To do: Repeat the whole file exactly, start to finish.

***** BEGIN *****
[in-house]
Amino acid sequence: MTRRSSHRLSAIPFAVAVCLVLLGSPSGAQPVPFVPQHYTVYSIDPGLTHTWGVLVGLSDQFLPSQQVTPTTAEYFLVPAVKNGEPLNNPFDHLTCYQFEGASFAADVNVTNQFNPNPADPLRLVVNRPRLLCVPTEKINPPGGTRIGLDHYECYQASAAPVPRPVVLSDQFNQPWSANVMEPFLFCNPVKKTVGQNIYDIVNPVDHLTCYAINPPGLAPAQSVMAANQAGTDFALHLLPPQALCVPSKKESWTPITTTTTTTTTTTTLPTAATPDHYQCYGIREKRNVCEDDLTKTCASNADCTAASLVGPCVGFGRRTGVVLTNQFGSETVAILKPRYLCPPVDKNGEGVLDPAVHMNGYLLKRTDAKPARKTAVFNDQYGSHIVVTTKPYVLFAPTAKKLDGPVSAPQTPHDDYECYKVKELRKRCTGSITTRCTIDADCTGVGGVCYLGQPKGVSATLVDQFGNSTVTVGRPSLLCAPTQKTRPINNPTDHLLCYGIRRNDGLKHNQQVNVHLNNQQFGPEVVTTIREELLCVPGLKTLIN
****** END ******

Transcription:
[in-house]
Amino acid sequence: MTRRSSHRLSAIPFAVAVCLVLLGSPSGAQPVPFVPQHYTVYSIDPGLTHTWGVLVGLSDQFLPSQQVTPTTAEYFLVPAVKNGEPLNNPFDHLTCYQFEGASFAADVNVTNQFNPNPADPLRLVVNRPRLLCVPTEKINPPGGTRIGLDHYECYQASAAPVPRPVVLSDQFNQPWSANVMEPFLFCNPVKKTVGQNIYDIVNPVDHLTCYAINPPGLAPAQSVMAANQAGTDFALHLLPPQALCVPSKKESWTPITTTTTTTTTTTTLPTAATPDHYQCYGIREKRNVCEDDLTKTCASNADCTAASLVGPCVGFGRRTGVVLTNQFGSETVAILKPRYLCPPVDKNGEGVLDPAVHMNGYLLKRTDAKPARKTAVFNDQYGSHIVVTTKPYVLFAPTAKKLDGPVSAPQTPHDDYECYKVKELRKRCTGSITTRCTIDADCTGVGGVCYLGQPKGVSATLVDQFGNSTVTVGRPSLLCAPTQKTRPINNPTDHLLCYGIRRNDGLKHNQQVNVHLNNQQFGPEVVTTIREELLCVPGLKTLIN